OSIAN auction

The cricketing greats: (from left) Anshuman Gaekwad, Bishan Singh Bedi, Madhav Mantri, Ajit Wadekar, Salim Durani and Erapalli Prasanna at a book launch (Photo courtesy: Sudatta Mukherjee)

By Sarang Bhalerao

Mumbai: Sept 7, 2013

The Friday evening at the Cricket Club of India was full of cricket nostalgia. The legends of the game Bishan Singh Bedi, Ajit Wadekar, Erapalli Prasanna and Anshuman Gaekwad talked about the rich heritage of cricket and the need to preserve the rich cricketing legacy.

With the mushrooming of Twenty20 league and the modern day bats making less-gifted batsmen look extraordinary the art of classical spin bowling is rarely seen. Prasanna said: “The trick lies in deceiving the batsman in flight.” Prasanna said that the current bowlers adopt a containment policy rather than getting the batsman out.

Prasanna was talking at OSIAN’s opening auction preview of India’s great cricketing memorabilia at the Cricket Club of India (CCI) in Mumbai on Friday. The auction is scheduled on September 13 at the CCI.
The panellists talked about how modern cricket can take a cue from the rich cricketing heritage that exists in India. Former India captain Bishan Singh Bedi said that “Cricket, to a large extent, is a growing industry. It was there long before we played. It is very difficult to convince the present lot about the history of cricket.”

Madhav Mantri, India’s oldest Test cricketer alive, graced the occasion with cricketing anecdotes. The panellists appealed that stories and rich anecdotes of Mantri should be recorded to keep the legacy of Indian cricket intact.

Twin wins in 1971

Wadekar, who was one of the panellists, led India to famous wins in the West Indies and England in 1971. “We started believing that we could start winning,” said Wadekar who kick-started Indian cricket’s renaissance.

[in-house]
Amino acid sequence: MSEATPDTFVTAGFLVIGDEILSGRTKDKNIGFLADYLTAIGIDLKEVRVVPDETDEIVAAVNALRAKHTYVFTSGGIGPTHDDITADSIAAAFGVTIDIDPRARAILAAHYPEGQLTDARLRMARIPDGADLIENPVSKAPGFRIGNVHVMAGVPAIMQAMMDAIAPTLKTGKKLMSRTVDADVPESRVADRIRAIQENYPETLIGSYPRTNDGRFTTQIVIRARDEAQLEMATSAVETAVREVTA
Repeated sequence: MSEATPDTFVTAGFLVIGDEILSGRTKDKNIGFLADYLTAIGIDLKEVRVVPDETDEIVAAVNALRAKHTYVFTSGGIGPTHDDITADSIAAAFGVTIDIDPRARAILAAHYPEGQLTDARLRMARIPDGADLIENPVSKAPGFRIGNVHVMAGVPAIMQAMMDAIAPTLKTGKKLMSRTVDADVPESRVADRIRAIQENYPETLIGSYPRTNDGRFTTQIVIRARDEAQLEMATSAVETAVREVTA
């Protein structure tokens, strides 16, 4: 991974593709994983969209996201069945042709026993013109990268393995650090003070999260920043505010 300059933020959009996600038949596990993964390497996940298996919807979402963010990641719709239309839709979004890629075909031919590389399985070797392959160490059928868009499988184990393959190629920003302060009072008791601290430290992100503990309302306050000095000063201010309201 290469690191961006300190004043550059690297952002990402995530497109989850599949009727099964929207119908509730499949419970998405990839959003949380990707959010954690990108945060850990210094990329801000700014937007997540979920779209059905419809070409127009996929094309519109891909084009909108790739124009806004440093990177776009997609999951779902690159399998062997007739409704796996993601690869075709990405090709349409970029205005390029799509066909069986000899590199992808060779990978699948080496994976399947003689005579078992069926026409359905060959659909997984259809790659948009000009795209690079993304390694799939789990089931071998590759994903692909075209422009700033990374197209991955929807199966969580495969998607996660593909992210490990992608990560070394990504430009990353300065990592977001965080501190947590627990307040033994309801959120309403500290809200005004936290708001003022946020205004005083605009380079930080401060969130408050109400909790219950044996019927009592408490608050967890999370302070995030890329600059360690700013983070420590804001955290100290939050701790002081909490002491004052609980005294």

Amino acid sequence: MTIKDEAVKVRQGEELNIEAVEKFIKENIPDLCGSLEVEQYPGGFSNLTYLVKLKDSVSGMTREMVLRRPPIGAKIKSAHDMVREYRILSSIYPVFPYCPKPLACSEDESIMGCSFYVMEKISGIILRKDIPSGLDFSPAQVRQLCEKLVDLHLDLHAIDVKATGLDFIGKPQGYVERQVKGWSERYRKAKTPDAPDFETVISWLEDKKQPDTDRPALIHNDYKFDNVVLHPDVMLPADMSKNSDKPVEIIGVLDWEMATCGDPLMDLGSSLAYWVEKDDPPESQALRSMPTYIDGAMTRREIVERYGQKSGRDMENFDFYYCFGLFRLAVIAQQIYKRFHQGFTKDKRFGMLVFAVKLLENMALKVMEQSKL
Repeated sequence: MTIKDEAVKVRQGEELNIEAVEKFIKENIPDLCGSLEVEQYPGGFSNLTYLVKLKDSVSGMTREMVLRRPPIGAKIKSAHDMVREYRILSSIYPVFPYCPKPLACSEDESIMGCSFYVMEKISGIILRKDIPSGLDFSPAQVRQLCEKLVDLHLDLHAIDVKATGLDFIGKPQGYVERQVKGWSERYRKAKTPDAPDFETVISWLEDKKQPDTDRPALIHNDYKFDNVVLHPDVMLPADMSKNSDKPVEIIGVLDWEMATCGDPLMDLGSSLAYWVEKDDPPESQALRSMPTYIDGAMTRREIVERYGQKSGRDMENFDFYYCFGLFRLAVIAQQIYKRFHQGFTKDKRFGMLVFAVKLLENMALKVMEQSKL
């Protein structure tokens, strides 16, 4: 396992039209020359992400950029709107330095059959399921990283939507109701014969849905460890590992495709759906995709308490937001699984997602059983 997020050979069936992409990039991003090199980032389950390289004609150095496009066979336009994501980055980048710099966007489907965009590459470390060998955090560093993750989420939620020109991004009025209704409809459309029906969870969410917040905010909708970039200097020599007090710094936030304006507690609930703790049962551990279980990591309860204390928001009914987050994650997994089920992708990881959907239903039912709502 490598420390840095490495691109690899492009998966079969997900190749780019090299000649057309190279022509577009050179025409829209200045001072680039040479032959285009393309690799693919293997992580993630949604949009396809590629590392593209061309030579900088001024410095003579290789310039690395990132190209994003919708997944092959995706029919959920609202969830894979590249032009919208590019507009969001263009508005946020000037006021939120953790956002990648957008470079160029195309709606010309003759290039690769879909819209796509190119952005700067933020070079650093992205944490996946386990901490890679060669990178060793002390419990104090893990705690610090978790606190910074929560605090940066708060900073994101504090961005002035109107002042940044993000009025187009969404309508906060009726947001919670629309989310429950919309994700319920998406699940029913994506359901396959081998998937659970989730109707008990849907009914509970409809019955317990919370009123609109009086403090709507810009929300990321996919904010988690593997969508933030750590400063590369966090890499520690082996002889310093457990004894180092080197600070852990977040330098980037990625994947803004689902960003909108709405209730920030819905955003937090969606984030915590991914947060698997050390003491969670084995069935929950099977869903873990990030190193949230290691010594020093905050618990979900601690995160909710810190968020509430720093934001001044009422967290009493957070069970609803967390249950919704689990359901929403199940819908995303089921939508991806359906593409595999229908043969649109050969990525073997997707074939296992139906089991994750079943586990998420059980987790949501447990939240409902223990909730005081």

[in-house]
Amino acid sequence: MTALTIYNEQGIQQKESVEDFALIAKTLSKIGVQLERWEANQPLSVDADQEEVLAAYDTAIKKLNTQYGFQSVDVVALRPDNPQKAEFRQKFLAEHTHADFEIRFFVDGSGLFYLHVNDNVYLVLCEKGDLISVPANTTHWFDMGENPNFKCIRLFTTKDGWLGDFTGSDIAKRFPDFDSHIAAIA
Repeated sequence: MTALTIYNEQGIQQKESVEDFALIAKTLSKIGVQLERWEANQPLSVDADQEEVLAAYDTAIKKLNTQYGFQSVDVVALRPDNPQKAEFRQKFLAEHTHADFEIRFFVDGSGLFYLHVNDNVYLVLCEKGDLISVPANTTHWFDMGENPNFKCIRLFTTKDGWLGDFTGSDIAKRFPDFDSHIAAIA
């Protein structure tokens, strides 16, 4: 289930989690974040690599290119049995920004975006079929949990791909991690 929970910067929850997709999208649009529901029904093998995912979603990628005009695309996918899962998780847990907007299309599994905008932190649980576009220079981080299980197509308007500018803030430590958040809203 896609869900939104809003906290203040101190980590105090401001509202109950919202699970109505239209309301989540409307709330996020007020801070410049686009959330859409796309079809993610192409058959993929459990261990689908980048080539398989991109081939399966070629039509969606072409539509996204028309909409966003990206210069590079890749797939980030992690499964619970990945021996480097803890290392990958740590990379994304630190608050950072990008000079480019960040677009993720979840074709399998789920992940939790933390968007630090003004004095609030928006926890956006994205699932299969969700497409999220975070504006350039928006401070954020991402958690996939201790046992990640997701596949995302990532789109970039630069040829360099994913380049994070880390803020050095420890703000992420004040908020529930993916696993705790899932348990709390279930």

Bedi said one of the high moments of the series was Salim Durani’s bowling. Durani dismissed Clive Llyod and Garry Sobers in quick succession as India dismissed West Indies in the second innings and went onto chase a modest total at Port-of-Spain.

Anshuman Gaekwad said that the feeling of 1971 wins was unbelievable. “There had to be some start and the wins gave a sense of knowing you can do it,” said Gaekwad who went on to play for India five years later. The wins gave Gaekwad the belief that he could take up cricket as a career option.

Domestic cricket

Gaekwad talked about the dwindling attendance of the spectators in the domestic cricket. “Not many go to watch Test matches in India, forget Ranji Trophy,” said Gaekwad.

“When we were playing, there were crowd of 35,000 for a Ranji Trophy and we had police bandobast and ticket sales,” told the former India opener.

Wadekar said that he developed the fighting ability by playing domestic cricket. “We (Bombay) won the Ranji Trophy for 15 consecutive times before Prasanna’s Karnataka broke that streak,” said Wadekar.